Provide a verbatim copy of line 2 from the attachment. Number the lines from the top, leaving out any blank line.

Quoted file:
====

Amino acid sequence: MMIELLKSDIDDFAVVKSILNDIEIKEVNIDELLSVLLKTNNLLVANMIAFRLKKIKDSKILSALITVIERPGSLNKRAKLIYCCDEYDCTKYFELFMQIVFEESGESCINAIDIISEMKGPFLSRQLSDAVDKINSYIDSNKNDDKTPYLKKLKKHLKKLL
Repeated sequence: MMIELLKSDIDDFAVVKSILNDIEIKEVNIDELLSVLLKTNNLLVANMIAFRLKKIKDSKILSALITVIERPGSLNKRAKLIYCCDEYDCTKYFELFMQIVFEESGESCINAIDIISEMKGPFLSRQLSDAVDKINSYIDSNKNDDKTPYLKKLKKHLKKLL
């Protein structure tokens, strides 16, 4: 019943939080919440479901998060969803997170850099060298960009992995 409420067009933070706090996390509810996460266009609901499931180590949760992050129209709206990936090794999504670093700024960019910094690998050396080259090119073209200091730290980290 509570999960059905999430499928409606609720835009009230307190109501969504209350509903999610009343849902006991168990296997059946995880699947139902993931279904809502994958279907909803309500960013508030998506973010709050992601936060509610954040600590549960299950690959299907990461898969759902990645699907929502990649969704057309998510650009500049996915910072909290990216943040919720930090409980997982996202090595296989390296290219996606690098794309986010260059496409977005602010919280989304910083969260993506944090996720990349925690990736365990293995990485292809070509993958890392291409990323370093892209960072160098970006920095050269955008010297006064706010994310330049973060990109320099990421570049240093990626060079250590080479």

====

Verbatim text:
Repeated sequence: MMIELLKSDIDDFAVVKSILNDIEIKEVNIDELLSVLLKTNNLLVANMIAFRLKKIKDSKILSALITVIERPGSLNKRAKLIYCCDEYDCTKYFELFMQIVFEESGESCINAIDIISEMKGPFLSRQLSDAVDKINSYIDSNKNDDKTPYLKKLKKHLKKLL